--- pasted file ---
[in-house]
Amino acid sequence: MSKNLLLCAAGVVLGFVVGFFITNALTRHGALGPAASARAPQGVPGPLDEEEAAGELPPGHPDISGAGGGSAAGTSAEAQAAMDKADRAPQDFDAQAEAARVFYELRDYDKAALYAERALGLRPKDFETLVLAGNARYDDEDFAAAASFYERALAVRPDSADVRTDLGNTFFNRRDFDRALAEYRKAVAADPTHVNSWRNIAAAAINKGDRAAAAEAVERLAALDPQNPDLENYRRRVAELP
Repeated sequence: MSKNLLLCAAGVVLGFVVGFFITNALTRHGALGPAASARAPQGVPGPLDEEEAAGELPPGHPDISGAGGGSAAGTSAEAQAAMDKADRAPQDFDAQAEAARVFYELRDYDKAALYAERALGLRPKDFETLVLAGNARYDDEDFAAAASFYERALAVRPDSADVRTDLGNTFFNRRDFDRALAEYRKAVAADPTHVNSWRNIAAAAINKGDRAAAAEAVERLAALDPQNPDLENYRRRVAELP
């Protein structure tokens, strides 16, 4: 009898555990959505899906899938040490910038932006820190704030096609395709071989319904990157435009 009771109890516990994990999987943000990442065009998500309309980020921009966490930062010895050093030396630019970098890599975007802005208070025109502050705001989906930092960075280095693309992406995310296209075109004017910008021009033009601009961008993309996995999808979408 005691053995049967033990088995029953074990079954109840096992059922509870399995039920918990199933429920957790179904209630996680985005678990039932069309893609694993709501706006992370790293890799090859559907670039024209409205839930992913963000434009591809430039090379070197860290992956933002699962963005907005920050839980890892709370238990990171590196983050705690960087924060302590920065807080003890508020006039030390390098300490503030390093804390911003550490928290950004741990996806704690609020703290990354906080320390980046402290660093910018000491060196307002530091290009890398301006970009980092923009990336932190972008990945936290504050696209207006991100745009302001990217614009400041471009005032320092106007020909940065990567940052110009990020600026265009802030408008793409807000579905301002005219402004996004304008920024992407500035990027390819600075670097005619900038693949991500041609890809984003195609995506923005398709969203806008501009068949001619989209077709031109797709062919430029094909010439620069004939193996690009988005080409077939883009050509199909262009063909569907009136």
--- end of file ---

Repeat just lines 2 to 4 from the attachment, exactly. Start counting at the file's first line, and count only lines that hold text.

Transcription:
Amino acid sequence: MSKNLLLCAAGVVLGFVVGFFITNALTRHGALGPAASARAPQGVPGPLDEEEAAGELPPGHPDISGAGGGSAAGTSAEAQAAMDKADRAPQDFDAQAEAARVFYELRDYDKAALYAERALGLRPKDFETLVLAGNARYDDEDFAAAASFYERALAVRPDSADVRTDLGNTFFNRRDFDRALAEYRKAVAADPTHVNSWRNIAAAAINKGDRAAAAEAVERLAALDPQNPDLENYRRRVAELP
Repeated sequence: MSKNLLLCAAGVVLGFVVGFFITNALTRHGALGPAASARAPQGVPGPLDEEEAAGELPPGHPDISGAGGGSAAGTSAEAQAAMDKADRAPQDFDAQAEAARVFYELRDYDKAALYAERALGLRPKDFETLVLAGNARYDDEDFAAAASFYERALAVRPDSADVRTDLGNTFFNRRDFDRALAEYRKAVAADPTHVNSWRNIAAAAINKGDRAAAAEAVERLAALDPQNPDLENYRRRVAELP
């Protein structure tokens, strides 16, 4: 009898555990959505899906899938040490910038932006820190704030096609395709071989319904990157435009 009771109890516990994990999987943000990442065009998500309309980020921009966490930062010895050093030396630019970098890599975007802005208070025109502050705001989906930092960075280095693309992406995310296209075109004017910008021009033009601009961008993309996995999808979408 005691053995049967033990088995029953074990079954109840096992059922509870399995039920918990199933429920957790179904209630996680985005678990039932069309893609694993709501706006992370790293890799090859559907670039024209409205839930992913963000434009591809430039090379070197860290992956933002699962963005907005920050839980890892709370238990990171590196983050705690960087924060302590920065807080003890508020006039030390390098300490503030390093804390911003550490928290950004741990996806704690609020703290990354906080320390980046402290660093910018000491060196307002530091290009890398301006970009980092923009990336932190972008990945936290504050696209207006991100745009302001990217614009400041471009005032320092106007020909940065990567940052110009990020600026265009802030408008793409807000579905301002005219402004996004304008920024992407500035990027390819600075670097005619900038693949991500041609890809984003195609995506923005398709969203806008501009068949001619989209077709031109797709062919430029094909010439620069004939193996690009988005080409077939883009050509199909262009063909569907009136």